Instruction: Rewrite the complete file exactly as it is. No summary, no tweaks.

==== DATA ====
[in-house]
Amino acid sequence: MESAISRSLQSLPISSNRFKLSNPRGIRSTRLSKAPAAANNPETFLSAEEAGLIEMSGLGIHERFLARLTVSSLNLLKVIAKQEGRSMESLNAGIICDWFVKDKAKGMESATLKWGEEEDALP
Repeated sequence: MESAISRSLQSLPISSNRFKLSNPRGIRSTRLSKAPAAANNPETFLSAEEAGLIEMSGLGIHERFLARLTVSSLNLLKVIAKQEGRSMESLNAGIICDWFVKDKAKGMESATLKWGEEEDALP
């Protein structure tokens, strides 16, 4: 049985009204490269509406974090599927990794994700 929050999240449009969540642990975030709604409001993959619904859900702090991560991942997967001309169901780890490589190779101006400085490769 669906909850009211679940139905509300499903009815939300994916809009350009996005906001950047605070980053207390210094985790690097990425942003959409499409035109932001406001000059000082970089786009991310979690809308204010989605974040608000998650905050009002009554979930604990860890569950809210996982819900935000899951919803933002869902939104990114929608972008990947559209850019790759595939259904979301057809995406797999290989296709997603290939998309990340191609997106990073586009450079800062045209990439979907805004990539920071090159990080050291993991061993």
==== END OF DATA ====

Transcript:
[in-house]
Amino acid sequence: MESAISRSLQSLPISSNRFKLSNPRGIRSTRLSKAPAAANNPETFLSAEEAGLIEMSGLGIHERFLARLTVSSLNLLKVIAKQEGRSMESLNAGIICDWFVKDKAKGMESATLKWGEEEDALP
Repeated sequence: MESAISRSLQSLPISSNRFKLSNPRGIRSTRLSKAPAAANNPETFLSAEEAGLIEMSGLGIHERFLARLTVSSLNLLKVIAKQEGRSMESLNAGIICDWFVKDKAKGMESATLKWGEEEDALP
């Protein structure tokens, strides 16, 4: 049985009204490269509406974090599927990794994700 929050999240449009969540642990975030709604409001993959619904859900702090991560991942997967001309169901780890490589190779101006400085490769 669906909850009211679940139905509300499903009815939300994916809009350009996005906001950047605070980053207390210094985790690097990425942003959409499409035109932001406001000059000082970089786009991310979690809308204010989605974040608000998650905050009002009554979930604990860890569950809210996982819900935000899951919803933002869902939104990114929608972008990947559209850019790759595939259904979301057809995406797999290989296709997603290939998309990340191609997106990073586009450079800062045209990439979907805004990539920071090159990080050291993991061993």